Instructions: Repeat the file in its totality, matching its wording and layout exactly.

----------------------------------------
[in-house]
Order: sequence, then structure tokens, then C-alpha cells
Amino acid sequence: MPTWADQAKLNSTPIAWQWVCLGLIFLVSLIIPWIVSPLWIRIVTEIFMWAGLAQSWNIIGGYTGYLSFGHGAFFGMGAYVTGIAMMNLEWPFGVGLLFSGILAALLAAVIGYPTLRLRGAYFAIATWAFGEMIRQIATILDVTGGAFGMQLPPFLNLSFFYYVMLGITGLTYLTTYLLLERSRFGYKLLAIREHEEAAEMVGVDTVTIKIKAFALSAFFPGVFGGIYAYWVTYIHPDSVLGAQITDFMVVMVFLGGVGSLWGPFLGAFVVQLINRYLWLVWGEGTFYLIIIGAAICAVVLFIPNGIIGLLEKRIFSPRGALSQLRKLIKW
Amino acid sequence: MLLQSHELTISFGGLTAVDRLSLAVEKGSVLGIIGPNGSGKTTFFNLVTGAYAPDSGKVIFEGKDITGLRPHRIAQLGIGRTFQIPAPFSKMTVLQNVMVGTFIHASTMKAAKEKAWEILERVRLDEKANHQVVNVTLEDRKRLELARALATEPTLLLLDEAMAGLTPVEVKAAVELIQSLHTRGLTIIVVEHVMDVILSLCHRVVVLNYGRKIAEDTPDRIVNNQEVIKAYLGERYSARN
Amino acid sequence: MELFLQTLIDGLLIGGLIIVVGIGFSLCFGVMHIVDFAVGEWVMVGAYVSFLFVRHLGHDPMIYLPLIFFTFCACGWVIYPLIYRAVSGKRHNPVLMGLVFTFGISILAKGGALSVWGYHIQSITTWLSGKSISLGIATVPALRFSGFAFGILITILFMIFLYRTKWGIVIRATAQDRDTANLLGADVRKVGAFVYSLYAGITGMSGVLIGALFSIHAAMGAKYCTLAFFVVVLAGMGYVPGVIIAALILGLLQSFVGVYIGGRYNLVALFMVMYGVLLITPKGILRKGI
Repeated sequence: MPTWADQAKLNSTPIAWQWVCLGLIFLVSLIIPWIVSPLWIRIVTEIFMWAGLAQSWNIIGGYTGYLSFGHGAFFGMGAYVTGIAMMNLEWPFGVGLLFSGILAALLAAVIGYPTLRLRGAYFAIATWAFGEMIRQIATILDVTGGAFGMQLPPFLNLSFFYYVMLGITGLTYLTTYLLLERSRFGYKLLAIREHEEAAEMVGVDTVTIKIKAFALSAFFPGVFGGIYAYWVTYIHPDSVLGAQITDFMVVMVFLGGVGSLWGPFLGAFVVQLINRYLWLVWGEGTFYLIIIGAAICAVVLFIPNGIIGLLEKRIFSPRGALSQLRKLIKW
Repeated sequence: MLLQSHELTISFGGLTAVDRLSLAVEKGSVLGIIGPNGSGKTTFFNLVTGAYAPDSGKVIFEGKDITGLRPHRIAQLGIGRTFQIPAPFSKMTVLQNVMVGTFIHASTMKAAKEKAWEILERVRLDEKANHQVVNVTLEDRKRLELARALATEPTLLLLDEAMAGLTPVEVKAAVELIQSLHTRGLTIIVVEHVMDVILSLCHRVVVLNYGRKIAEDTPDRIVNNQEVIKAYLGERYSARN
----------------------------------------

[in-house]
Order: sequence, then structure tokens, then C-alpha cells
Amino acid sequence: MPTWADQAKLNSTPIAWQWVCLGLIFLVSLIIPWIVSPLWIRIVTEIFMWAGLAQSWNIIGGYTGYLSFGHGAFFGMGAYVTGIAMMNLEWPFGVGLLFSGILAALLAAVIGYPTLRLRGAYFAIATWAFGEMIRQIATILDVTGGAFGMQLPPFLNLSFFYYVMLGITGLTYLTTYLLLERSRFGYKLLAIREHEEAAEMVGVDTVTIKIKAFALSAFFPGVFGGIYAYWVTYIHPDSVLGAQITDFMVVMVFLGGVGSLWGPFLGAFVVQLINRYLWLVWGEGTFYLIIIGAAICAVVLFIPNGIIGLLEKRIFSPRGALSQLRKLIKW
Amino acid sequence: MLLQSHELTISFGGLTAVDRLSLAVEKGSVLGIIGPNGSGKTTFFNLVTGAYAPDSGKVIFEGKDITGLRPHRIAQLGIGRTFQIPAPFSKMTVLQNVMVGTFIHASTMKAAKEKAWEILERVRLDEKANHQVVNVTLEDRKRLELARALATEPTLLLLDEAMAGLTPVEVKAAVELIQSLHTRGLTIIVVEHVMDVILSLCHRVVVLNYGRKIAEDTPDRIVNNQEVIKAYLGERYSARN
Amino acid sequence: MELFLQTLIDGLLIGGLIIVVGIGFSLCFGVMHIVDFAVGEWVMVGAYVSFLFVRHLGHDPMIYLPLIFFTFCACGWVIYPLIYRAVSGKRHNPVLMGLVFTFGISILAKGGALSVWGYHIQSITTWLSGKSISLGIATVPALRFSGFAFGILITILFMIFLYRTKWGIVIRATAQDRDTANLLGADVRKVGAFVYSLYAGITGMSGVLIGALFSIHAAMGAKYCTLAFFVVVLAGMGYVPGVIIAALILGLLQSFVGVYIGGRYNLVALFMVMYGVLLITPKGILRKGI
Repeated sequence: MPTWADQAKLNSTPIAWQWVCLGLIFLVSLIIPWIVSPLWIRIVTEIFMWAGLAQSWNIIGGYTGYLSFGHGAFFGMGAYVTGIAMMNLEWPFGVGLLFSGILAALLAAVIGYPTLRLRGAYFAIATWAFGEMIRQIATILDVTGGAFGMQLPPFLNLSFFYYVMLGITGLTYLTTYLLLERSRFGYKLLAIREHEEAAEMVGVDTVTIKIKAFALSAFFPGVFGGIYAYWVTYIHPDSVLGAQITDFMVVMVFLGGVGSLWGPFLGAFVVQLINRYLWLVWGEGTFYLIIIGAAICAVVLFIPNGIIGLLEKRIFSPRGALSQLRKLIKW
Repeated sequence: MLLQSHELTISFGGLTAVDRLSLAVEKGSVLGIIGPNGSGKTTFFNLVTGAYAPDSGKVIFEGKDITGLRPHRIAQLGIGRTFQIPAPFSKMTVLQNVMVGTFIHASTMKAAKEKAWEILERVRLDEKANHQVVNVTLEDRKRLELARALATEPTLLLLDEAMAGLTPVEVKAAVELIQSLHTRGLTIIVVEHVMDVILSLCHRVVVLNYGRKIAEDTPDRIVNNQEVIKAYLGERYSARN